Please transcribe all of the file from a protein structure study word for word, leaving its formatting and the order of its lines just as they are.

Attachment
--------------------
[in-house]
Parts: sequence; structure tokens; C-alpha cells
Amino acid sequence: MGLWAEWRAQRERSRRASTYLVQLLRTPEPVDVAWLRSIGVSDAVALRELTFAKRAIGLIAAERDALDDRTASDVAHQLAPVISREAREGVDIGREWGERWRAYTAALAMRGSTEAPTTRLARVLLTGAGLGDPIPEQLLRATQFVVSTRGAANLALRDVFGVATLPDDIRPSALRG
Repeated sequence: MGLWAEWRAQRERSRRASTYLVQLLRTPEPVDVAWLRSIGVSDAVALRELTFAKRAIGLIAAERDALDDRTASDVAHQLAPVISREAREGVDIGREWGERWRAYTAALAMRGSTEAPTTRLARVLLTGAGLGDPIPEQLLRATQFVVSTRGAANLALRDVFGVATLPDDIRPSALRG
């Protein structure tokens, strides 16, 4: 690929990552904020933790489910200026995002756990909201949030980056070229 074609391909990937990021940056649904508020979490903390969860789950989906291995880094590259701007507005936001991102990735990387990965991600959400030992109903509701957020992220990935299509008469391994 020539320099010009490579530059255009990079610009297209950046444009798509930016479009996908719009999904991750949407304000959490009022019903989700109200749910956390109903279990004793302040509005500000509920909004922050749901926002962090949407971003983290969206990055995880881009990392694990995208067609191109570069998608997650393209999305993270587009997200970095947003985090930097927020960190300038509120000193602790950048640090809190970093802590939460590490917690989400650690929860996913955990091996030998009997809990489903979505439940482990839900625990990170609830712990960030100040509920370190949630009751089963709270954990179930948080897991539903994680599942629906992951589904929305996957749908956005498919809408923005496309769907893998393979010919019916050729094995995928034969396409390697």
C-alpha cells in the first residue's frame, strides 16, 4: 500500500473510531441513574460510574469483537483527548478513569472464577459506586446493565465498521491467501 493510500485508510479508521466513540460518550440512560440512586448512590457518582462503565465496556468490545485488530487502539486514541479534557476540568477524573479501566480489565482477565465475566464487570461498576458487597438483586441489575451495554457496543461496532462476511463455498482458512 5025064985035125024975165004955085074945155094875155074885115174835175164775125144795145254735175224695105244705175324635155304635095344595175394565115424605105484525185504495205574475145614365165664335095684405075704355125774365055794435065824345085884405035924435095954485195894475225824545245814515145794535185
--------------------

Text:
[in-house]
Parts: sequence; structure tokens; C-alpha cells
Amino acid sequence: MGLWAEWRAQRERSRRASTYLVQLLRTPEPVDVAWLRSIGVSDAVALRELTFAKRAIGLIAAERDALDDRTASDVAHQLAPVISREAREGVDIGREWGERWRAYTAALAMRGSTEAPTTRLARVLLTGAGLGDPIPEQLLRATQFVVSTRGAANLALRDVFGVATLPDDIRPSALRG
Repeated sequence: MGLWAEWRAQRERSRRASTYLVQLLRTPEPVDVAWLRSIGVSDAVALRELTFAKRAIGLIAAERDALDDRTASDVAHQLAPVISREAREGVDIGREWGERWRAYTAALAMRGSTEAPTTRLARVLLTGAGLGDPIPEQLLRATQFVVSTRGAANLALRDVFGVATLPDDIRPSALRG
């Protein structure tokens, strides 16, 4: 690929990552904020933790489910200026995002756990909201949030980056070229 074609391909990937990021940056649904508020979490903390969860789950989906291995880094590259701007507005936001991102990735990387990965991600959400030992109903509701957020992220990935299509008469391994 020539320099010009490579530059255009990079610009297209950046444009798509930016479009996908719009999904991750949407304000959490009022019903989700109200749910956390109903279990004793302040509005500000509920909004922050749901926002962090949407971003983290969206990055995880881009990392694990995208067609191109570069998608997650393209999305993270587009997200970095947003985090930097927020960190300038509120000193602790950048640090809190970093802590939460590490917690989400650690929860996913955990091996030998009997809990489903979505439940482990839900625990990170609830712990960030100040509920370190949630009751089963709270954990179930948080897991539903994680599942629906992951589904929305996957749908956005498919809408923005496309769907893998393979010919019916050729094995995928034969396409390697």
C-alpha cells in the first residue's frame, strides 16, 4: 500500500473510531441513574460510574469483537483527548478513569472464577459506586446493565465498521491467501 493510500485508510479508521466513540460518550440512560440512586448512590457518582462503565465496556468490545485488530487502539486514541479534557476540568477524573479501566480489565482477565465475566464487570461498576458487597438483586441489575451495554457496543461496532462476511463455498482458512 5025064985035125024975165004955085074945155094875155074885115174835175164775125144795145254735175224695105244705175324635155304635095344595175394565115424605105484525185504495205574475145614365165664335095684405075704355125774365055794435065824345085884405035924435095954485195894475225824545245814515145794535185